I grew up with this musical in my ears; we had the soundtrack on vinyl, and it always got pulled out sometime during the year. I’d seen it a few times before but not for a few years, though every so often I would happily sit on the bus and nod along to the soundtrack. I hadn’t, until recently, viewed the film as a critic more than just an admirer; while I had fond memories, I was stunned by exactly how invigorating and powerful Jesus Christ Superstar is as a statement on, and camp critique of, religion and obsession.
Jesus Christ Superstar is an unrecognised masterpiece, an unsurpassed cinematic counterpoint to all the laudatory films documenting the life of Christ made over the years (perhaps with the exception of Life of Brian, but they’re incredibly different perspectives). Part of any musical adaptation’s uphill battle is convincing people that the songs themselves are worthy of being put to film. This part is particularly subjective, which may contribute to why Jesus Christ Superstar is so easily dismissed by many. But here are five reasons why it should be reappropriated as a contemporary classic.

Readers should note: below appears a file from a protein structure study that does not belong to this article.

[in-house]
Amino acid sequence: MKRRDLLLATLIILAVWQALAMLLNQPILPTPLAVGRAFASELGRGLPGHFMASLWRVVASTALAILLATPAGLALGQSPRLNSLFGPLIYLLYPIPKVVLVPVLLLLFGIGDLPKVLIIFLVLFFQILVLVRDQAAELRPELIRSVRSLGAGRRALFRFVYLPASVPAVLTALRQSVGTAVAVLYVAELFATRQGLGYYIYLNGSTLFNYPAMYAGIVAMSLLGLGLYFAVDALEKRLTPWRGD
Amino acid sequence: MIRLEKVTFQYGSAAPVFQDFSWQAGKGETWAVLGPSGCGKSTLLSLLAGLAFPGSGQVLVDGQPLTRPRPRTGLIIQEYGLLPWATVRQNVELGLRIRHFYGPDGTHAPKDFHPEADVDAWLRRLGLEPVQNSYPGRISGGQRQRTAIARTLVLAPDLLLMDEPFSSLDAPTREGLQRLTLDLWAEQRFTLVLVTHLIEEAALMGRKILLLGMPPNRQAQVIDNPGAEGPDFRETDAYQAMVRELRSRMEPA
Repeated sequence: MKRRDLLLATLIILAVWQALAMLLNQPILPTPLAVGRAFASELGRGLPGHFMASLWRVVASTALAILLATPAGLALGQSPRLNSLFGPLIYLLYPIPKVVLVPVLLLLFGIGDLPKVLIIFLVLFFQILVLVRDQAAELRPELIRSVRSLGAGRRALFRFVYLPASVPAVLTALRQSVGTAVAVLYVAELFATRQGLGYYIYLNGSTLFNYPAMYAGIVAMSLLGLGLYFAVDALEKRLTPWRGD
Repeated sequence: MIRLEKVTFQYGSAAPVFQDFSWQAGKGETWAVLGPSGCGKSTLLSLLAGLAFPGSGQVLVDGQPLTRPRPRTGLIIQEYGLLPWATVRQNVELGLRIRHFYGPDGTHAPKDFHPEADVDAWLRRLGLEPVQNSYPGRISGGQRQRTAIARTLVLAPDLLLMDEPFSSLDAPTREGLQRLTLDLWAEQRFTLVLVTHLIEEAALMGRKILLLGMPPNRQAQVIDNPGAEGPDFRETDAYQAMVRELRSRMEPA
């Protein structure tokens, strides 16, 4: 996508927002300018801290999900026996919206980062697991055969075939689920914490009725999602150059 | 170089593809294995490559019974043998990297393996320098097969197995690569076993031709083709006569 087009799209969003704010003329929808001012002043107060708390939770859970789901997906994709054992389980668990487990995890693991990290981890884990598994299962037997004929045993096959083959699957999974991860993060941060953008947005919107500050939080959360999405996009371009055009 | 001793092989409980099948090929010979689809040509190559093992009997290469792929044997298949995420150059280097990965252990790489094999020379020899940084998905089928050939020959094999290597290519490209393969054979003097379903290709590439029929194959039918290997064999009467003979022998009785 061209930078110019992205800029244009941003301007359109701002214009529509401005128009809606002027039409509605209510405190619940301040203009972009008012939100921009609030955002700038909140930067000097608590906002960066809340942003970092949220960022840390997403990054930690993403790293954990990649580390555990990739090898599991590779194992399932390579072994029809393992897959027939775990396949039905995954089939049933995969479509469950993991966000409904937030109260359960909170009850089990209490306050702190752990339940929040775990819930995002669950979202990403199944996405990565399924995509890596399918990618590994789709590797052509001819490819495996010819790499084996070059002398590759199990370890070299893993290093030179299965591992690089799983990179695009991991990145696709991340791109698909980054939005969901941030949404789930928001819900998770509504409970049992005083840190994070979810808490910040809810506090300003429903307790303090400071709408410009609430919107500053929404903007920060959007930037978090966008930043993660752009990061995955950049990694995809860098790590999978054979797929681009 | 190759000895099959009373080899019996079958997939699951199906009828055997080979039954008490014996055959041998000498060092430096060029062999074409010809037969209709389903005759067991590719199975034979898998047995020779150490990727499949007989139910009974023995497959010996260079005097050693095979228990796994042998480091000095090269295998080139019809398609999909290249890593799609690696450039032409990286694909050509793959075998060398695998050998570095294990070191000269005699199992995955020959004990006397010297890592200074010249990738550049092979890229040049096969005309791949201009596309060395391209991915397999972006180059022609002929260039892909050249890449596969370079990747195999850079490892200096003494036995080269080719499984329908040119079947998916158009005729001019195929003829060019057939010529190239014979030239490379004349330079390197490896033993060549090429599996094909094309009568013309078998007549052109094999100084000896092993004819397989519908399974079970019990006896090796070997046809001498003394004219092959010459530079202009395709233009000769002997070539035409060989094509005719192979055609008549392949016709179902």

Casting native Hawaiian Yvonne Elliman as Mary Magdalene and African-American actor Carl Anderson as Judas might seem hokey or tokenistic choices, but the impact it provides to the songs and the relationships between the characters is so fascinating and, given the subject matter, ballsy, that it works perfectly. It is a significant critique of the overwhelmingly inaccurate whiteness portrayed in almost every Western biblical adaptation because of the way it reframes its story. Where the Passion is typically laser-focused on Jesus’ journey, Jesus Christ Superstar instead explores the struggle of his three most prominent apostles—Judas, Peter, and Mary—to come to terms with the exactly what the hell happened to their lives as followers of a man who at the time was essentially a cult leader.